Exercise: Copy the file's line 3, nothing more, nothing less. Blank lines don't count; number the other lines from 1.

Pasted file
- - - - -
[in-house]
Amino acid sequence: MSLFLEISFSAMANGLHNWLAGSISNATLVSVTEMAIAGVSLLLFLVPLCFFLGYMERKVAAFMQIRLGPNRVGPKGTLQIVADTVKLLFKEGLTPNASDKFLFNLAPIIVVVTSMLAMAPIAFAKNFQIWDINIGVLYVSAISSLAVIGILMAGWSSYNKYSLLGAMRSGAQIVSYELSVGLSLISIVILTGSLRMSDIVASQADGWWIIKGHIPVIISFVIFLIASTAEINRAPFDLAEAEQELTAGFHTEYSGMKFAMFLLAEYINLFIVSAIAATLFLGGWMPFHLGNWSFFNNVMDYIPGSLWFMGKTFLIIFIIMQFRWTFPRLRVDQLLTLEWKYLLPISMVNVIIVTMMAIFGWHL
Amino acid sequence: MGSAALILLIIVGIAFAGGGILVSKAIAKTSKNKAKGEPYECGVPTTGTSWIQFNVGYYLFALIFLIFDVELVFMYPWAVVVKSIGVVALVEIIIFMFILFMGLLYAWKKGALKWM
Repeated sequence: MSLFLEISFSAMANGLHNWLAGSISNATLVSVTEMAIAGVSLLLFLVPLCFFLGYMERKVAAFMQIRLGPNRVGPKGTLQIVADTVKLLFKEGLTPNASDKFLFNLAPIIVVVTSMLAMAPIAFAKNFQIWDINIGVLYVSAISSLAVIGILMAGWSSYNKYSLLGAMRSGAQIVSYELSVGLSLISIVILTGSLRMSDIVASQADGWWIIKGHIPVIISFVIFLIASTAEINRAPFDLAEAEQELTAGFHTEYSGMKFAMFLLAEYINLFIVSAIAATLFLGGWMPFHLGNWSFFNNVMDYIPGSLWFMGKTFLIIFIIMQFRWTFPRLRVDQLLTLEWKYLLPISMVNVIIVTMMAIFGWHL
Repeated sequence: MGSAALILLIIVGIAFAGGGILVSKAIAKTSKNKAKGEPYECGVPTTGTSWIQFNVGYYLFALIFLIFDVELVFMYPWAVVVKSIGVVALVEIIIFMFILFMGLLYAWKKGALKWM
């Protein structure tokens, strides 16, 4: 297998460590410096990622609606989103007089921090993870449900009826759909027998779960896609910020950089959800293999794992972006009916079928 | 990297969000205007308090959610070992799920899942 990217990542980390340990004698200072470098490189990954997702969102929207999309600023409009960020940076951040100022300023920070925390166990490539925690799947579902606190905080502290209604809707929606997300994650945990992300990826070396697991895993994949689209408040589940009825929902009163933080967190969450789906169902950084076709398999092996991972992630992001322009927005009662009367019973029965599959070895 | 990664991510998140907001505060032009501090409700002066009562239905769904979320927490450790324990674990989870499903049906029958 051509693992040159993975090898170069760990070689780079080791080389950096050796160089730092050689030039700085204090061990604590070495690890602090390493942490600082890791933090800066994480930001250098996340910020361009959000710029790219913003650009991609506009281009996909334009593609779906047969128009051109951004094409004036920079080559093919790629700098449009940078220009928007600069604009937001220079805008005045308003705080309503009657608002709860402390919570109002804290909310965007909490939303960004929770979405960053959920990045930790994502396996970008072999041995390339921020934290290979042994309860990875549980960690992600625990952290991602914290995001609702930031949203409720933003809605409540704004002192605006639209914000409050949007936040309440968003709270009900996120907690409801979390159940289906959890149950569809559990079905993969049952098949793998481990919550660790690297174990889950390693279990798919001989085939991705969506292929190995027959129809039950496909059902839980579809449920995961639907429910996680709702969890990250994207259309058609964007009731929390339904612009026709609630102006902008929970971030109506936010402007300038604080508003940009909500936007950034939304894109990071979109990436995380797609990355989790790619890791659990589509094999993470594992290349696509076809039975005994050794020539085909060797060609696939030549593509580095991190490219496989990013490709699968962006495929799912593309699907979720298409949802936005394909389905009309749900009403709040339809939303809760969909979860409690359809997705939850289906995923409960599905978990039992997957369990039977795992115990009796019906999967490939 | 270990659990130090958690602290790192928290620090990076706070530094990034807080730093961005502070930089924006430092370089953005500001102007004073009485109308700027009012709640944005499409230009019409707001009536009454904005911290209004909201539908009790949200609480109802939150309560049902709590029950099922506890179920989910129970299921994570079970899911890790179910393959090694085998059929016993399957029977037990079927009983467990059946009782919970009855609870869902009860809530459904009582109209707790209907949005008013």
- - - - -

Amino acid sequence: MGSAALILLIIVGIAFAGGGILVSKAIAKTSKNKAKGEPYECGVPTTGTSWIQFNVGYYLFALIFLIFDVELVFMYPWAVVVKSIGVVALVEIIIFMFILFMGLLYAWKKGALKWM